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The Vanishing Newspaper [2nd Ed]

Saving Journalism in the Information Age

Philip Meyer

Publication Year: 2009

Five years ago in The Vanishing Newspaper, Philip Meyer offered the newspaper industry a business model for preserving and stabilizing the social responsibility functions of the press in a way that could outlast technology-driven changes in media forms. Now he has updated this groundbreaking volume, taking current declines in circulation and the number of dailies into consideration and offering a greater variety of ways to save journalism.
Meyer’s “influence model” is based on the premise that a newspaper’s main product is not news or information, but influence: societal influence, which is not for sale, and commercial influence, which is. The model is supported by an abundance of empirical evidence, including statistical assessments of the quality and influence of the journalist’s product, as well as its effects on business success.
Meyer now applies this empirical evidence to recent developments, such as the impact of Craigslist and current trends in information technologies. New charts show how a surge in newsroom employment propped up readership in the 1980s, and data on the effects of newsroom desegregation are now included. Meyer’s most controversial suggestion, making certification available for reporters and editors, has been gaining ground. This new edition discusses several examples of certificate programs that are emerging in organizations both old and new.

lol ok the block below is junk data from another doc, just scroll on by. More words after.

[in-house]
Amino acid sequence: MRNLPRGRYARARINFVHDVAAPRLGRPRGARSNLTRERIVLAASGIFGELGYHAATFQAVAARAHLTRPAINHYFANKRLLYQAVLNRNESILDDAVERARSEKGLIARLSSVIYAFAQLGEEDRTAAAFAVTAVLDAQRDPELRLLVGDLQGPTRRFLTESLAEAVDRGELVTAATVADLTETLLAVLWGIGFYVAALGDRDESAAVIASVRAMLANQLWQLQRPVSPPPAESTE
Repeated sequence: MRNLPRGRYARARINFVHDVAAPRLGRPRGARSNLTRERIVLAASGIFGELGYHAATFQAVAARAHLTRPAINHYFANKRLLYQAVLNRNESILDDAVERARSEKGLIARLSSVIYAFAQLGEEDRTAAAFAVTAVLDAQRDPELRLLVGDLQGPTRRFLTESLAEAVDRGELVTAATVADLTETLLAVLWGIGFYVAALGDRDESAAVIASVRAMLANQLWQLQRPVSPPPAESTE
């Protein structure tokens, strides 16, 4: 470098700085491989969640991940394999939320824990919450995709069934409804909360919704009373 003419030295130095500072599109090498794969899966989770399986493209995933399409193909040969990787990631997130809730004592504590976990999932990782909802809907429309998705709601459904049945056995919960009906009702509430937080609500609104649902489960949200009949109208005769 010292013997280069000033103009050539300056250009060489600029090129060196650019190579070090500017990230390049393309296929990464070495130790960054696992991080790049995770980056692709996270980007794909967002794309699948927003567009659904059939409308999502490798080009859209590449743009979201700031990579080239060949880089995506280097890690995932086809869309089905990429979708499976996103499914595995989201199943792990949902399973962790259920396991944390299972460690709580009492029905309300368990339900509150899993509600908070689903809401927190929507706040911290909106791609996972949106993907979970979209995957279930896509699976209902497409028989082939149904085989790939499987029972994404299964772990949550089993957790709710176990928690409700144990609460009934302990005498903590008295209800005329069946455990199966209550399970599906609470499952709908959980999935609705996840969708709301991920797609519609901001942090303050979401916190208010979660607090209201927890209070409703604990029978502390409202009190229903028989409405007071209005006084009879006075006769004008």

Understanding the relationship between quality and profit probably will not save traditional newspapers, but Meyer argues that such knowledge can guide new media enterprises. He believes that we have the tools to sustain high-quality journalism and preserve its unique social functions, though in a transformed way.

Published by: University of Missouri Press

Title Page, Copyright, Dedication

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pp. 2-7


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pp. vii-viii


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pp. ix-xii